When a patient has undergone surgery for abdominal cancer, there is a high risk of subsequent complications. One third of recently operated patients experience serious complications, several of which prove fatal. A number of small sensors attached to the body aim to help doctors more quickly detect these complications, so they can be addressed before the patient suffers injury.
“Unfortunately, there is currently a very high risk associated with surgery for abdominal cancer. A type of cancer we are seeing increasingly often. If we can reduce this risk, it will be a major step towards ensuring better and more effective treatment. The new technology offers huge potential, and we are eager to get started,” says Eske Aasvang, DMSc, Staff Specialist at Rigshospitalet.
“Although hospitals monitor vital signs such as pulse, blood pressure, and oxygen saturation, we know that a patient’s condition can quickly deteriorate without the staff noticing. A wide range of serious complications can also arise in the cardiovascular system without the newly operated patient feeling any symptoms. Close monitoring may therefore prove highly beneficial,” explains Dr Christian S. Meyhoff, PhD, Research Leader at Bispebjerg Hospital.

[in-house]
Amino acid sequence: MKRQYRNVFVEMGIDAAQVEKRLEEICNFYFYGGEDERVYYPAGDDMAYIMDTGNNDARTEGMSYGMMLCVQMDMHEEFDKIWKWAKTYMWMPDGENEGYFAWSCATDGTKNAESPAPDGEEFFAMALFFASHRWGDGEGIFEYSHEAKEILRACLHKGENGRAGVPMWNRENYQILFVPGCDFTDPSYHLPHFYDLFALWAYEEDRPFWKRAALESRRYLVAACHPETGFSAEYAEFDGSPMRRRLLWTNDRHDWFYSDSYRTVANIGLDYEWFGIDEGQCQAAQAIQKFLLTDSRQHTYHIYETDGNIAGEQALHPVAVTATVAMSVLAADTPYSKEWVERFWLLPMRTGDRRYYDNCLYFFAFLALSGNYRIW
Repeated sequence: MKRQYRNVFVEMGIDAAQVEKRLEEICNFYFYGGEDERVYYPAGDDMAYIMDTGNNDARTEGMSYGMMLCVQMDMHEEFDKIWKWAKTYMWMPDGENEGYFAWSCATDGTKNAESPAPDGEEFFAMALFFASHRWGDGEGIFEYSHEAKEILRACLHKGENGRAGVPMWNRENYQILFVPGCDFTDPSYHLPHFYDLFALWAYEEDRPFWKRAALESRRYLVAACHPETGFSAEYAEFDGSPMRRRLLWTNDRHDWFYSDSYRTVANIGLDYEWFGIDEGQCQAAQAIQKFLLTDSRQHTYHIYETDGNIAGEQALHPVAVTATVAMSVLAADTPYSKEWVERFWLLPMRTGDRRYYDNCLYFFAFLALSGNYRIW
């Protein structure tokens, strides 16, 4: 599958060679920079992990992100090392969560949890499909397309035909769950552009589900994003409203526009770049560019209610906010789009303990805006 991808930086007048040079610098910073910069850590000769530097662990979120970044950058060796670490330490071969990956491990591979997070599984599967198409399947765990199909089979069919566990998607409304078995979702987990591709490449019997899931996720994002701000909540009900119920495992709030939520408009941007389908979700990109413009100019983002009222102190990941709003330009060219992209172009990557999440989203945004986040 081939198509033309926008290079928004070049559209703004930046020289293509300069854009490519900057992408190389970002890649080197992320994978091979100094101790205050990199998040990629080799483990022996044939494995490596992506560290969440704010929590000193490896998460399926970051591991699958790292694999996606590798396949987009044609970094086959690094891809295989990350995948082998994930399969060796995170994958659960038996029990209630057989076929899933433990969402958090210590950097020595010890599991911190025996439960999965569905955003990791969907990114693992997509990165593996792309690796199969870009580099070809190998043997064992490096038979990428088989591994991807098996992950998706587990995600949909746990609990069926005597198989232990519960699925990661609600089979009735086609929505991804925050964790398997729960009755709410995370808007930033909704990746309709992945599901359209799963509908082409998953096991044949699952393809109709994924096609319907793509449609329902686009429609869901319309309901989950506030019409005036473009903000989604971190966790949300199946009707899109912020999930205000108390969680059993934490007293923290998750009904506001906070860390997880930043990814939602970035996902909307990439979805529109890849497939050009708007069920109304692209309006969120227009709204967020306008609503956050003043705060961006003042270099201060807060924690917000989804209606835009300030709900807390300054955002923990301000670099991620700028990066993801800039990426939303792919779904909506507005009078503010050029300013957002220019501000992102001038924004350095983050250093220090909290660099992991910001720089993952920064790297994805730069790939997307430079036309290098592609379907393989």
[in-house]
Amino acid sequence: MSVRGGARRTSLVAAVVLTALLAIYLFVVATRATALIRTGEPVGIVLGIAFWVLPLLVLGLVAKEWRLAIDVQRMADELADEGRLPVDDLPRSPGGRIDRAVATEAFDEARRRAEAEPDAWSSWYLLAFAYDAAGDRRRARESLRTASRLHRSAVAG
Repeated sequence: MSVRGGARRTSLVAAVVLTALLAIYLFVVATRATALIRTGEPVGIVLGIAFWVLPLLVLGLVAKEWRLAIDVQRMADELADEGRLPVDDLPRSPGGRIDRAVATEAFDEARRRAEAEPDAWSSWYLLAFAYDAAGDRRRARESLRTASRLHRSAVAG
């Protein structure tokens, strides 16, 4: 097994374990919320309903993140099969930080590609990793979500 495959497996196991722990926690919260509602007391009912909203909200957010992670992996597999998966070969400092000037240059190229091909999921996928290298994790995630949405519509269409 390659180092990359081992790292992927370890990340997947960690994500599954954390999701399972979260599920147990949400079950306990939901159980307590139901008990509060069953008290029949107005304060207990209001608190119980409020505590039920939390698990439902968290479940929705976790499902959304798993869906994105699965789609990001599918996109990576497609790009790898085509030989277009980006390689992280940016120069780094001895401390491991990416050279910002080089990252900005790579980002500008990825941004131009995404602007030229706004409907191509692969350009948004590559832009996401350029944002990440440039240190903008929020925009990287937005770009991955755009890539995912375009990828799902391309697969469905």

New computer algorithm enabling timely intervention
It is currently normal for vital signs to be measured every 12 hours, but the new technology makes it possible to constantly monitor all vital functions. With the right biomedical computer algorithm, early detection of changes to these functions is possible, and an alarm can be sent to hospital staff so the complication can be avoided.
“Over the coming four years, we will be working to develop a new method on the basis of data from 400 patients who have undergone a cancer operation. The collected measurements will be analysed and compared with the serious post-surgery complications in some patients. This analysis will help us understand what signals our body transmits, before any complications arise. We will then use these signals to develop a clinical support system in the form of computer algorithms for 24/7 monitoring, to make it possible to automatically alert healthcare staff while a problem is still in the early stages. This will allow action to be taken to prevent serious complications from developing,” explains Helge Bjarup Dissing Sørensen, associate professor at DTU Electrical Engineering.
The research is being carried out by Dr Christian S. Meyhoff from Bispebjerg Hospital and Dr Eske Aasvang from Rigshospitalet, with supervision by two of Denmark‘s leading professors in cancer surgery, Lars Peter Nannestad Jørgensen and Lars Bo Svendsen. The project aims to considerably reduce the risks associated with abdominal cancer surgery.
“In the long term, the aim is to also apply the new method to other types of patients that undergo complicated operations,” concludes Helge Bjarup Dissing Sørensen.